This is nothing unusual and, for the purposes of research, I popped into a bitterly cold evening event, post-work at 6.30pm, where the emphasis really is on what has been left at the bottom of the part-exchange barrel. There weren’t too many traders present, but there may well have been people who trade.
Rather worryingly, there were families with buggies looking for a people-carrier or a stopgap hatch. All they were going to find was some trouble. Mind you, a ferociously ugly 2004 Fiat Doblo 1.2 Active with not a lot of miles relative to the year, 50k, has colossal amounts of room for a growing family willing to bid £350 for it. A £600 bid for a 2006 Chrysler Voyager, even with what seemed to be a low, 80k mileage, might suit someone after seven seats.
The cheap tiny shoppers were the worry, as they are in demand. These cars hold their value and go upwards as the unwanted bigengined executives go the other way. So a 2007 Citroën C1 Vibe with over 100k miles and lots of obvious issues – tyres, short MOT and a blowing exhaust – went for £250.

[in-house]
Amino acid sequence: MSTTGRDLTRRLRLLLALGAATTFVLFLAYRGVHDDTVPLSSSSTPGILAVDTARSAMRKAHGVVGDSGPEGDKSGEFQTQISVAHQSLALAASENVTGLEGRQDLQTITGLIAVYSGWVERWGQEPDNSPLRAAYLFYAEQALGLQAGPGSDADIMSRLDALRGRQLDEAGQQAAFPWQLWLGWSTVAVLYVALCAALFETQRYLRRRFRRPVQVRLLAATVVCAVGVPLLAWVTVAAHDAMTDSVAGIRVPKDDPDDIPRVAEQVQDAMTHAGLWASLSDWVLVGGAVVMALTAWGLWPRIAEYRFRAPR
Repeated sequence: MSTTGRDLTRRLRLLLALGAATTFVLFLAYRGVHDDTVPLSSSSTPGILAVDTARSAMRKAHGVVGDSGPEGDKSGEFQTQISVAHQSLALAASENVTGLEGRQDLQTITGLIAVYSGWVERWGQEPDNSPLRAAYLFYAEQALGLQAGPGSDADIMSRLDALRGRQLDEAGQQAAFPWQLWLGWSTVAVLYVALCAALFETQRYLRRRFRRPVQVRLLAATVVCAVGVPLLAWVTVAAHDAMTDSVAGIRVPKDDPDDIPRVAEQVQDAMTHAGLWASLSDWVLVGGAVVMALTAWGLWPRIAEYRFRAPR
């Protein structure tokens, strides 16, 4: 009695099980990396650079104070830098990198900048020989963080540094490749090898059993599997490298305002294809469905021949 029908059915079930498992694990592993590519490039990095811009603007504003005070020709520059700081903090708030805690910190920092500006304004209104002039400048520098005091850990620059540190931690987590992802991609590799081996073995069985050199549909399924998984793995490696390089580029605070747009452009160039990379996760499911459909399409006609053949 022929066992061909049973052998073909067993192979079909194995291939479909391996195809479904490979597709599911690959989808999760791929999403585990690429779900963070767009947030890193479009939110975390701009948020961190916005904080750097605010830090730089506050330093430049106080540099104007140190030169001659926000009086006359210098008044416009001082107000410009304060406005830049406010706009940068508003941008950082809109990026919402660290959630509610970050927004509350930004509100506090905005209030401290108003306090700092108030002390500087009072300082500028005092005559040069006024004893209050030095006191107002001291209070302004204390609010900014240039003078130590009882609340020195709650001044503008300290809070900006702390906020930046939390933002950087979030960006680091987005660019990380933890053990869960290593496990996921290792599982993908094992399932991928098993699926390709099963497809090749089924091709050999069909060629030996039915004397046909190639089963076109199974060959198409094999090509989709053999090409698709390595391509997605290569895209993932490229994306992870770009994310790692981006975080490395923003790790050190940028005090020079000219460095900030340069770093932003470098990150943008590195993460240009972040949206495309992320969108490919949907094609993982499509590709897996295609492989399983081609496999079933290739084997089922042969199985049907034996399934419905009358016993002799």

A 2004 Alfa Romeo 156 TS Veloce at £200 top bid is at least going to be worth more in parts. Any purchase via the auction route is risky, but a Honda is always going to be a pretty safe bet. So a 2002 100k-mile Civic in Executive trim at a top bid of £190, despite the scruffy bodywork, might last longer than the last bid at 9.45pm. Be careful out there.
What we almost bought this week
Lada Niva 1.6 Cossack: We could buy a new, left-hand drive Niva for £10,799 from Mark Key (markkey.co.uk) or this tidy, right-hand-drive 1990 G-reg one with 28k miles priced at £5995 from, of all things, a repossessions company. Some poor soul must have fallen on hard times, then, but given the Niva’s brilliance off road, their loss could be our gain.